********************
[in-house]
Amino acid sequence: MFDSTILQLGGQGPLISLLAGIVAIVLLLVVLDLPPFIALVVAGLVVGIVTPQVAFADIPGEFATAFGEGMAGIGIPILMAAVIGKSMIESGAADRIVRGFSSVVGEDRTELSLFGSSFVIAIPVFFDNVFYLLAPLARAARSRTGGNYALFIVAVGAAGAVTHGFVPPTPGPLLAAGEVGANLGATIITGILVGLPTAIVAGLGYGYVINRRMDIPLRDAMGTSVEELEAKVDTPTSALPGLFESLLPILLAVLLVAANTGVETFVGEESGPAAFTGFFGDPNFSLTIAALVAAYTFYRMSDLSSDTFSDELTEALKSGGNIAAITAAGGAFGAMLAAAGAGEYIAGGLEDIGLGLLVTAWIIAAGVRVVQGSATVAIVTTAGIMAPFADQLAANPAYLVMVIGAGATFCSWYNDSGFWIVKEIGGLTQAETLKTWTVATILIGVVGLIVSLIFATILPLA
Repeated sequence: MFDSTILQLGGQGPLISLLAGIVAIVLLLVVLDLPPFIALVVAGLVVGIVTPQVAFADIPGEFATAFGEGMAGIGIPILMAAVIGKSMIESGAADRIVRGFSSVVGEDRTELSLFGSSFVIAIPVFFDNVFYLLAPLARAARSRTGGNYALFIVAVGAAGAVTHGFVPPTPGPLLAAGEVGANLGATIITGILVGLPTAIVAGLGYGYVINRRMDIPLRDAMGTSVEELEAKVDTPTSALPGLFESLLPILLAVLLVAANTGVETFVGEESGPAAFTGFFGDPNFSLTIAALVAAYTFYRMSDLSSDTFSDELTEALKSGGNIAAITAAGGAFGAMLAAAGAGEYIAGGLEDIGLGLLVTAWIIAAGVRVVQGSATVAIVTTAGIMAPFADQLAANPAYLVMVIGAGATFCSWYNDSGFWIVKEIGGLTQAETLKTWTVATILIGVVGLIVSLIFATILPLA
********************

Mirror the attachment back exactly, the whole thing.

[in-house]
Amino acid sequence: MFDSTILQLGGQGPLISLLAGIVAIVLLLVVLDLPPFIALVVAGLVVGIVTPQVAFADIPGEFATAFGEGMAGIGIPILMAAVIGKSMIESGAADRIVRGFSSVVGEDRTELSLFGSSFVIAIPVFFDNVFYLLAPLARAARSRTGGNYALFIVAVGAAGAVTHGFVPPTPGPLLAAGEVGANLGATIITGILVGLPTAIVAGLGYGYVINRRMDIPLRDAMGTSVEELEAKVDTPTSALPGLFESLLPILLAVLLVAANTGVETFVGEESGPAAFTGFFGDPNFSLTIAALVAAYTFYRMSDLSSDTFSDELTEALKSGGNIAAITAAGGAFGAMLAAAGAGEYIAGGLEDIGLGLLVTAWIIAAGVRVVQGSATVAIVTTAGIMAPFADQLAANPAYLVMVIGAGATFCSWYNDSGFWIVKEIGGLTQAETLKTWTVATILIGVVGLIVSLIFATILPLA
Repeated sequence: MFDSTILQLGGQGPLISLLAGIVAIVLLLVVLDLPPFIALVVAGLVVGIVTPQVAFADIPGEFATAFGEGMAGIGIPILMAAVIGKSMIESGAADRIVRGFSSVVGEDRTELSLFGSSFVIAIPVFFDNVFYLLAPLARAARSRTGGNYALFIVAVGAAGAVTHGFVPPTPGPLLAAGEVGANLGATIITGILVGLPTAIVAGLGYGYVINRRMDIPLRDAMGTSVEELEAKVDTPTSALPGLFESLLPILLAVLLVAANTGVETFVGEESGPAAFTGFFGDPNFSLTIAALVAAYTFYRMSDLSSDTFSDELTEALKSGGNIAAITAAGGAFGAMLAAAGAGEYIAGGLEDIGLGLLVTAWIIAAGVRVVQGSATVAIVTTAGIMAPFADQLAANPAYLVMVIGAGATFCSWYNDSGFWIVKEIGGLTQAETLKTWTVATILIGVVGLIVSLIFATILPLA